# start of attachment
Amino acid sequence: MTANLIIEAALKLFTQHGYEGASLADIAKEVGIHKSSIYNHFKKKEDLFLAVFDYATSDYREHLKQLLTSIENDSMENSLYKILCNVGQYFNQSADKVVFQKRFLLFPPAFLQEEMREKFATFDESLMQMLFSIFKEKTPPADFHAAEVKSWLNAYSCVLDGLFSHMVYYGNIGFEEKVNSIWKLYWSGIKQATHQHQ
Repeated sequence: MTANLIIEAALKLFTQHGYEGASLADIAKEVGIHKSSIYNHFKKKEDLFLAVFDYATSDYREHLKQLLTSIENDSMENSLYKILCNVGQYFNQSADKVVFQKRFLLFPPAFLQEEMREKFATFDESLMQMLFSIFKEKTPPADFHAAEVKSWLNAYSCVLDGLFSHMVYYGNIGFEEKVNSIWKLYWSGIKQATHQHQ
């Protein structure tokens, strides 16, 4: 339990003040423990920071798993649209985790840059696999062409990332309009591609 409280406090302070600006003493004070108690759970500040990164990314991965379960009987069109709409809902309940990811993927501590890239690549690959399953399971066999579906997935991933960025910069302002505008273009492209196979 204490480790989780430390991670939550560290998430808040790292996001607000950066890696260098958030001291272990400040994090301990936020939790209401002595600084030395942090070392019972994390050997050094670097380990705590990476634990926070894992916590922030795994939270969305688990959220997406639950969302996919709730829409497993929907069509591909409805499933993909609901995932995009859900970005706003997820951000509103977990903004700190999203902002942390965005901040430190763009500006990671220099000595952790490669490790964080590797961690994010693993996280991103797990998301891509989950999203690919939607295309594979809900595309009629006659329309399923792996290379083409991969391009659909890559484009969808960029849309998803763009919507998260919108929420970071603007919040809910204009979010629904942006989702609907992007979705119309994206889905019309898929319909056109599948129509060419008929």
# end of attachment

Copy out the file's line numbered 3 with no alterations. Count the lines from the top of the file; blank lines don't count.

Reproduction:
């Protein structure tokens, strides 16, 4: 339990003040423990920071798993649209985790840059696999062409990332309009591609 409280406090302070600006003493004070108690759970500040990164990314991965379960009987069109709409809902309940990811993927501590890239690549690959399953399971066999579906997935991933960025910069302002505008273009492209196979 204490480790989780430390991670939550560290998430808040790292996001607000950066890696260098958030001291272990400040994090301990936020939790209401002595600084030395942090070392019972994390050997050094670097380990705590990476634990926070894992916590922030795994939270969305688990959220997406639950969302996919709730829409497993929907069509591909409805499933993909609901995932995009859900970005706003997820951000509103977990903004700190999203902002942390965005901040430190763009500006990671220099000595952790490669490790964080590797961690994010693993996280991103797990998301891509989950999203690919939607295309594979809900595309009629006659329309399923792996290379083409991969391009659909890559484009969808960029849309998803763009919507998260919108929420970071603007919040809910204009979010629904942006989702609907992007979705119309994206889905019309898929319909056109599948129509060419008929």